Any detectable level of chlorine will tarnish the coffee’s flavor profile with a harsh aftertaste and prevent the coffee bean’s unique flavor notes from translating onto the palette.
To meet the SCA’s standards for brewing, the water cannot contain any traces of chlorine (0 mg/L) because of the overpowering negative consequences. If your coffee shop is on the city water supply, you will need to take steps to reduce the chlorine in your water.
Carbon filters are the water industry standard for eliminating chlorine from water. Through adsorption, the chlorine attaches itself to the expansive, porous surface area of the activated carbon.
A carbon filtration system is a necessary component of any coffee house filtration system. The reduction of chlorine will ensure your roast’s character isn’t compromised by any chemical taste or smell.
Chloramines are an increasingly popular water disinfectant utilized by water treatment facilities. Chloramines are a more cost-efficient and longer-lasting alternative to chlorine and are created by the addition of both chlorine and ammonia to the water supply.
However, chloramines are more difficult to remove and require extensive contact time with activated carbon for any significant reduction to transpire. Because of this, catalytic carbon is preferred for chloramine reduction.
Catalytic carbon transforms the chlorine and ammonia into chloride, ammonia gas, and nitrogen gas. When sized properly, commercial catalytic carbon filters can eliminate chloramines from your water without compromising flow rates. Obtain a copy of your water distributor’s consumer confidence report to determine if your water treatment plant is using chloramines as a disinfectant.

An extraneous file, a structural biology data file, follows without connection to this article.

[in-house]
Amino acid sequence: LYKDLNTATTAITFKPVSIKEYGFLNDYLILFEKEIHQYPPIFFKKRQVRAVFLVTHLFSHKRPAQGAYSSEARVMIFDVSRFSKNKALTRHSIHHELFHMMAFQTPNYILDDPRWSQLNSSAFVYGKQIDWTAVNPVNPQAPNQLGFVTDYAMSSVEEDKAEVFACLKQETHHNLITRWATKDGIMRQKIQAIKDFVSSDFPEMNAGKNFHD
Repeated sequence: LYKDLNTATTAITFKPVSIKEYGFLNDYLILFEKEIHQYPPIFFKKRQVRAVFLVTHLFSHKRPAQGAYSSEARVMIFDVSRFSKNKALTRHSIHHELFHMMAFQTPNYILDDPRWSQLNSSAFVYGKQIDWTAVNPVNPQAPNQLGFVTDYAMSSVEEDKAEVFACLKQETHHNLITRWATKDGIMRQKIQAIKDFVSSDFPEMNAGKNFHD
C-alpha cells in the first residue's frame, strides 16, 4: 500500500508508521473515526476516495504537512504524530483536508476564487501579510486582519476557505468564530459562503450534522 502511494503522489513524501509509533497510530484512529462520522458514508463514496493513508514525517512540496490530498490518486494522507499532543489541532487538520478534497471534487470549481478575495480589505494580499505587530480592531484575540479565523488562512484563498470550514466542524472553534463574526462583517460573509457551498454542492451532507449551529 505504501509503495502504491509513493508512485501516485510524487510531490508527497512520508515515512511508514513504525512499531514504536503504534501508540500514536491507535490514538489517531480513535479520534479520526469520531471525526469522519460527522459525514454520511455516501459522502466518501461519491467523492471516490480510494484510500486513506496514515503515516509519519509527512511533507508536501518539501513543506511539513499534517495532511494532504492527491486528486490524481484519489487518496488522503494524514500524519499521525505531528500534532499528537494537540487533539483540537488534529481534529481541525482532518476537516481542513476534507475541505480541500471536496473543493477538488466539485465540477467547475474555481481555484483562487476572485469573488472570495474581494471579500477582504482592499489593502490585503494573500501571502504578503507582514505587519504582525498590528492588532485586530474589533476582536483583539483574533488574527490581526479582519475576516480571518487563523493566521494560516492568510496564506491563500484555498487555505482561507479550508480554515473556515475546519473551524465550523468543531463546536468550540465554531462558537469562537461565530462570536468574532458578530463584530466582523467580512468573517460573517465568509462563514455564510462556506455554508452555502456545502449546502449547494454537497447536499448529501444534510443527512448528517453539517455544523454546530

A cup of great coffee starts with the water. Coffee is over 97% water, so commitment to water quality should be no less important than your attention to your beans, grind, and contact time.
Attention to water quality is absolutely critical. Water quality allows for the full extraction of the flavor notes from the coffee.
A water filtration system will also protect your coffee and espresso machinery from being destroyed by scale, but retain enough mineral content to ensure proper extraction transpires during brewing.
The best water for brewing coffee is crystal clear, odor-free water with zero chlorine, a light amount of water hardness, a neutral pH of 7, and moderate mineral content (around 150 TDS).
Water within these parameters promotes exceptional flavor extraction and full-bodied taste and smell. Since 98% of coffee is comprised of water, the water chemistry of your brew will leave a marked impact on the appearance, smell, and taste of the coffee.
The presence of chlorine risks tainting the coffee with an acrid chemical smell and aftertaste. If your water is too soft, the water won’t extract the subtle flavors of the coffee bean, leaving the brew with a flat taste.